EDITORS' NOTE: Reuters and other foreign media are subject to Iranian restrictions on their ability to film or take pictures in Tehran.
Roman Catholic Cardinal Emeritus Theodore McCarrick, part of a U.S. clerical delegation, looks on during a meeting with the Iranian President Mahmoud Ahmadinejad in Tehran September 17, 2011. REUTERS/Morteza Nikoubazl (IRAN - Tags: POLITICS PROFILE RELIGION)
WASHINGTON, DC - DECEMBER 08: Cardinal Theodore McCarrick, archbishop emeritus of Washington, speaks during a news conference with senators and national religious leaders to respond to attempts at vilifying refugees and to call on lawmakers to engage in policymaking and not 'fear-mongering' at the U.S. Capitol December 8, 2015 in Washington, DC. Following last week's mass shooting in San Bernardino, Calinfornia, leading Republican presidential candidate Donald Trump called on Monday for the United States to bar all Muslims from entering the country. (Photo by Chip Somodevilla/Getty Images)
WASHINGTON, DC - APRIL 18: Six-year-old Sophie Cruz (C) of Los Angeles speaks to members of the media in front of the U.S. Supreme Court as Executive Director of National Immigration Law Center Marielena Hincapie (2nd R), supporter Jose Antonio Vargas (3rd R) and former Archbishop of Washington Theodore McCarrick (L) look on April 18, 2016 in Washington, DC. The Supreme Court heard oral arguments in the case of United States v. Texas, which is challenging President Obama's 2014 executive actions on immigration - the Deferred Action for Children Arrivals (DACA) and Deferred Action for Parents of American and Lawful Permanent Residents (DAPA) programs. (Photo by Alex Wong/Getty Images)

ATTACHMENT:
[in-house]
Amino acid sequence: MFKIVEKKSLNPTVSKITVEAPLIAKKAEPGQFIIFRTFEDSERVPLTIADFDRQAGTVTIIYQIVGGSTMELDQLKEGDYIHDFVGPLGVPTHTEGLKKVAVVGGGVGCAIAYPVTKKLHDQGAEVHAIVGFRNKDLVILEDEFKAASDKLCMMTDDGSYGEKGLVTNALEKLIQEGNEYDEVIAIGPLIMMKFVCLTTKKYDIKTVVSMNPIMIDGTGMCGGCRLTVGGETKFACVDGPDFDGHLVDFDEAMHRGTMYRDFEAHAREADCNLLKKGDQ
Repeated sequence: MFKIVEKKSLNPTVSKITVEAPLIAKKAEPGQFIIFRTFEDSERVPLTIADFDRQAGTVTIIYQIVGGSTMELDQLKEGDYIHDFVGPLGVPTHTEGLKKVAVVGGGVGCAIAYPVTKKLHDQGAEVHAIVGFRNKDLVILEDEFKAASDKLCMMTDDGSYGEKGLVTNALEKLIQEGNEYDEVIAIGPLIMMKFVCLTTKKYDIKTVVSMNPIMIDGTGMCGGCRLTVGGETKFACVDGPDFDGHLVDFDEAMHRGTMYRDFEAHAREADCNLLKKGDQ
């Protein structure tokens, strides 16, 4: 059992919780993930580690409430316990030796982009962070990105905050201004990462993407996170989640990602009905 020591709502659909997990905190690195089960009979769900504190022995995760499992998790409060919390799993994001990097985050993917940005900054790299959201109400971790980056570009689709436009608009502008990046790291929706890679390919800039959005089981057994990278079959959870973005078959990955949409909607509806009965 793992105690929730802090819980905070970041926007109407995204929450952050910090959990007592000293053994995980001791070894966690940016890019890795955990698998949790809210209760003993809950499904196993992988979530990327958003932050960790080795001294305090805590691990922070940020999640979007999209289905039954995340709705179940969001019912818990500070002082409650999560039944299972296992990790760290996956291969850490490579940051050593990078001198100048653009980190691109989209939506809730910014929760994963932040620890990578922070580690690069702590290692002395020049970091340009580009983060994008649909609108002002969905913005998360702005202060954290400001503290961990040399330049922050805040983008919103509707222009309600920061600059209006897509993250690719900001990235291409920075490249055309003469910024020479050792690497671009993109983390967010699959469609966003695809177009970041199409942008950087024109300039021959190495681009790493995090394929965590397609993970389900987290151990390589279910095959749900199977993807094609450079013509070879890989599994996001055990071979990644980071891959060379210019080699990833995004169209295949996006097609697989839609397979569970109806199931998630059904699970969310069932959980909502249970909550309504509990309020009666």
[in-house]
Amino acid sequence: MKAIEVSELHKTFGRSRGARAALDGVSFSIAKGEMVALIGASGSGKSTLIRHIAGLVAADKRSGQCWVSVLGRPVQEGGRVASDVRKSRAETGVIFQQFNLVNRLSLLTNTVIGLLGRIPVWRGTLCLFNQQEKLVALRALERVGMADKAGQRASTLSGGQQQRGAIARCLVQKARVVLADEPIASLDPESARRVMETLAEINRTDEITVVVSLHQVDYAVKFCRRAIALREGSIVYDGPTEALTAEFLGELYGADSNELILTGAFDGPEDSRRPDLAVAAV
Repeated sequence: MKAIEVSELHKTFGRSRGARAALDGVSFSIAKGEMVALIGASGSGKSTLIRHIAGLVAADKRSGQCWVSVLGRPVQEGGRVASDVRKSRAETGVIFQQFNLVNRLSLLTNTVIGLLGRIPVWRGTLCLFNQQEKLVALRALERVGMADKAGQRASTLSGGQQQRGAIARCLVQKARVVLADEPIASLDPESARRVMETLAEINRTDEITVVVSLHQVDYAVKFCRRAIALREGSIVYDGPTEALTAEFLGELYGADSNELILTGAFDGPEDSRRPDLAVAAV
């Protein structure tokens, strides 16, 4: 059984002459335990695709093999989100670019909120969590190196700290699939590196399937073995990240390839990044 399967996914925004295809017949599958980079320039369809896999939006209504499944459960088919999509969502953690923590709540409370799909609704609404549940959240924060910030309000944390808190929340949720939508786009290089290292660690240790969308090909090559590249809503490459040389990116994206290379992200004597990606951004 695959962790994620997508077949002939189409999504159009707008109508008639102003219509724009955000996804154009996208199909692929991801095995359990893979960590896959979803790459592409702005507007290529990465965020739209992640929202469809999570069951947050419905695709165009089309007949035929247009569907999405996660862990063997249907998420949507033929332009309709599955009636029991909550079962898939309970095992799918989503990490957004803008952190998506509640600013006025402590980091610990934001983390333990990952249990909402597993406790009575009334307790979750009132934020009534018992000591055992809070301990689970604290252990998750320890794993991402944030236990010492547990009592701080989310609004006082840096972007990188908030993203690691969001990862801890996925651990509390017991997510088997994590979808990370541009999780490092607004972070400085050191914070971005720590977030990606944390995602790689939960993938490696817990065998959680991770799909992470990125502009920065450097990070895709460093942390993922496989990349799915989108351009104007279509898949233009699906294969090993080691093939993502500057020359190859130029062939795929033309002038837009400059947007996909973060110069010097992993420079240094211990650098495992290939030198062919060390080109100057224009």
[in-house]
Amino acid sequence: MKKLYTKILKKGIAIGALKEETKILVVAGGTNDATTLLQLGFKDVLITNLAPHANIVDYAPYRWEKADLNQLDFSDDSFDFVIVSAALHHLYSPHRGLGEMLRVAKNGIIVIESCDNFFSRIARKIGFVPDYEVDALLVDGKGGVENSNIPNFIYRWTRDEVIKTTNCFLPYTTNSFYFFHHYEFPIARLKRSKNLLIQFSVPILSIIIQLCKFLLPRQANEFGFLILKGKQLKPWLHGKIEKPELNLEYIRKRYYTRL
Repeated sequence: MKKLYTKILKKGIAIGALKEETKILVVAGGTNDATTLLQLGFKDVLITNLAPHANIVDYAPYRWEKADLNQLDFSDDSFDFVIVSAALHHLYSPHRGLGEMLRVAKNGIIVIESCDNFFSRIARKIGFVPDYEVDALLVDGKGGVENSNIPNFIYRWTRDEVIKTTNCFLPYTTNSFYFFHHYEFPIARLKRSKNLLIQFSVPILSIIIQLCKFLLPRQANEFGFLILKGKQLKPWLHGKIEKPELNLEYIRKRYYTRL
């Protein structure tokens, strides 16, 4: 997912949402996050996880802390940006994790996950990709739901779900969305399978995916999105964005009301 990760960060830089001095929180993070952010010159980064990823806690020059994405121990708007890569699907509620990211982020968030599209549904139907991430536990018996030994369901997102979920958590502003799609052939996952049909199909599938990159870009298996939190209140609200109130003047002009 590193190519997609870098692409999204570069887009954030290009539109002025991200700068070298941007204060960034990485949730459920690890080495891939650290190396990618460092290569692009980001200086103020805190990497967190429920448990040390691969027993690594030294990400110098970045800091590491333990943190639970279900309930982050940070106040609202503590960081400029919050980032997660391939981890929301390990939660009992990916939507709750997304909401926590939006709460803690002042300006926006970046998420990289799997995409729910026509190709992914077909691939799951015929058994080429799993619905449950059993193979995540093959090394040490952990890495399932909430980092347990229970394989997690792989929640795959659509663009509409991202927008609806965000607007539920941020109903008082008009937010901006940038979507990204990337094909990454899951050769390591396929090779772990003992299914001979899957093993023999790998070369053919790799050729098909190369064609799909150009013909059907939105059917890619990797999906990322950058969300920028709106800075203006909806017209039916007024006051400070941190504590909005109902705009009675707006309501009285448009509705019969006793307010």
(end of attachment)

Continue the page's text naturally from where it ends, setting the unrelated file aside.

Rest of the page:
WASHINGTON, USA - OCTOBER 23: Former Archbishop of Washington Theodore Cardinal McCarrick speaks to other religious leaders from all faiths as they gather to issue a call to religious freedom and hopeful action at the Washington National Cathedral in Washington, USA on October 23, 2015. (Photo by Samuel Corum/Anadolu Agency/Getty Images)
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A Vatican statement said the pope ordered McCarrick's suspension from the exercise of any public ministry. This means he remains a priest but will be allowed to say Mass only in private.